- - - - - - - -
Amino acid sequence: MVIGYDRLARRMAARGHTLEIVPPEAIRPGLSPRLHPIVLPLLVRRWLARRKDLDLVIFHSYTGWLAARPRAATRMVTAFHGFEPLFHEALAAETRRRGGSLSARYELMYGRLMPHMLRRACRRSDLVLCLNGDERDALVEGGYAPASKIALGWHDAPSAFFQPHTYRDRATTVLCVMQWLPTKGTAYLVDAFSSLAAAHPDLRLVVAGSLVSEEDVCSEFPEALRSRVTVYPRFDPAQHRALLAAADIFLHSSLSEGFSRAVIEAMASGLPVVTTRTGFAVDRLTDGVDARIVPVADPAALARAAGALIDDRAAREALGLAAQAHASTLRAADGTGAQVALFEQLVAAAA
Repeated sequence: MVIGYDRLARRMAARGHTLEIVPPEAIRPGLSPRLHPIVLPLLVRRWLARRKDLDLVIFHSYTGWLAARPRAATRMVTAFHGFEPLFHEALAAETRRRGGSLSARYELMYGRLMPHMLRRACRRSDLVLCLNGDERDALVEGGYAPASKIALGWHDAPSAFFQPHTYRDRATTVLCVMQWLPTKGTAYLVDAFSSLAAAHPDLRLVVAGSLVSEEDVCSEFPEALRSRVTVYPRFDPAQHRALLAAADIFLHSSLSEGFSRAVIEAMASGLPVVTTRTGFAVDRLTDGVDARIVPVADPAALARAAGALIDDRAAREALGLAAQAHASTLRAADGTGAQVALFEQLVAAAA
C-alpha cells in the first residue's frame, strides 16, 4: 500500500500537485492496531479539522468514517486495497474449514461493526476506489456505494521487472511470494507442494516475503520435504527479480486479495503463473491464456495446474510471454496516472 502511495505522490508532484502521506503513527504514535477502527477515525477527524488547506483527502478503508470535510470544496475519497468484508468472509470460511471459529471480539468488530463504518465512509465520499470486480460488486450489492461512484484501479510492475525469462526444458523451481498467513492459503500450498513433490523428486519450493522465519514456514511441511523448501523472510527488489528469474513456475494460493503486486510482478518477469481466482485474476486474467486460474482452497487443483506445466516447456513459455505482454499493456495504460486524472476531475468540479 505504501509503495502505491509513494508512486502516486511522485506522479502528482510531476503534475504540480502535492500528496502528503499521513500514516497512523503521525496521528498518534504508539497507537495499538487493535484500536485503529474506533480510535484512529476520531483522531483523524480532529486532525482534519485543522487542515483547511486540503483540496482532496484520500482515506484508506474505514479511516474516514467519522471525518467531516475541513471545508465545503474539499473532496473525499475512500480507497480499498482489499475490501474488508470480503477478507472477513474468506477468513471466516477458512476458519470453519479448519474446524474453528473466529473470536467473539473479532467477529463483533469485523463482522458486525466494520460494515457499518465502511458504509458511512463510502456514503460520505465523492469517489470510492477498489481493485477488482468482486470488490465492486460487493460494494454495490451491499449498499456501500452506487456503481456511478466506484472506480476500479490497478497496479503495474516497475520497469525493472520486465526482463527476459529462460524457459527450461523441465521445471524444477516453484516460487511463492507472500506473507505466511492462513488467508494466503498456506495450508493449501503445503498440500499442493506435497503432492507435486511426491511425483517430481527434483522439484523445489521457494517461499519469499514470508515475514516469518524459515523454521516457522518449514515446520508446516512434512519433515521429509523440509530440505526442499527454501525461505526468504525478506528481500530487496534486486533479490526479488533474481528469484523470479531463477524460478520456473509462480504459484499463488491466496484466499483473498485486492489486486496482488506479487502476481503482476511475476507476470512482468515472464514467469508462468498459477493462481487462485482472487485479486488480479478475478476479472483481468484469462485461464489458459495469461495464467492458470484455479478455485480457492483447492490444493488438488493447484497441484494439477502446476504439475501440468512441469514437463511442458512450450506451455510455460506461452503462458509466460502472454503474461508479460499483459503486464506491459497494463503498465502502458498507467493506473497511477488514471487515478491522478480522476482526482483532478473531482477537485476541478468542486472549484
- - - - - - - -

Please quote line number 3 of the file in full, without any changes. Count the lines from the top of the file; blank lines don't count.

C-alpha cells in the first residue's frame, strides 16, 4: 500500500500537485492496531479539522468514517486495497474449514461493526476506489456505494521487472511470494507442494516475503520435504527479480486479495503463473491464456495446474510471454496516472 502511495505522490508532484502521506503513527504514535477502527477515525477527524488547506483527502478503508470535510470544496475519497468484508468472509470460511471459529471480539468488530463504518465512509465520499470486480460488486450489492461512484484501479510492475525469462526444458523451481498467513492459503500450498513433490523428486519450493522465519514456514511441511523448501523472510527488489528469474513456475494460493503486486510482478518477469481466482485474476486474467486460474482452497487443483506445466516447456513459455505482454499493456495504460486524472476531475468540479 505504501509503495502505491509513494508512486502516486511522485506522479502528482510531476503534475504540480502535492500528496502528503499521513500514516497512523503521525496521528498518534504508539497507537495499538487493535484500536485503529474506533480510535484512529476520531483522531483523524480532529486532525482534519485543522487542515483547511486540503483540496482532496484520500482515506484508506474505514479511516474516514467519522471525518467531516475541513471545508465545503474539499473532496473525499475512500480507497480499498482489499475490501474488508470480503477478507472477513474468506477468513471466516477458512476458519470453519479448519474446524474453528473466529473470536467473539473479532467477529463483533469485523463482522458486525466494520460494515457499518465502511458504509458511512463510502456514503460520505465523492469517489470510492477498489481493485477488482468482486470488490465492486460487493460494494454495490451491499449498499456501500452506487456503481456511478466506484472506480476500479490497478497496479503495474516497475520497469525493472520486465526482463527476459529462460524457459527450461523441465521445471524444477516453484516460487511463492507472500506473507505466511492462513488467508494466503498456506495450508493449501503445503498440500499442493506435497503432492507435486511426491511425483517430481527434483522439484523445489521457494517461499519469499514470508515475514516469518524459515523454521516457522518449514515446520508446516512434512519433515521429509523440509530440505526442499527454501525461505526468504525478506528481500530487496534486486533479490526479488533474481528469484523470479531463477524460478520456473509462480504459484499463488491466496484466499483473498485486492489486486496482488506479487502476481503482476511475476507476470512482468515472464514467469508462468498459477493462481487462485482472487485479486488480479478475478476479472483481468484469462485461464489458459495469461495464467492458470484455479478455485480457492483447492490444493488438488493447484497441484494439477502446476504439475501440468512441469514437463511442458512450450506451455510455460506461452503462458509466460502472454503474461508479460499483459503486464506491459497494463503498465502502458498507467493506473497511477488514471487515478491522478480522476482526482483532478473531482477537485476541478468542486472549484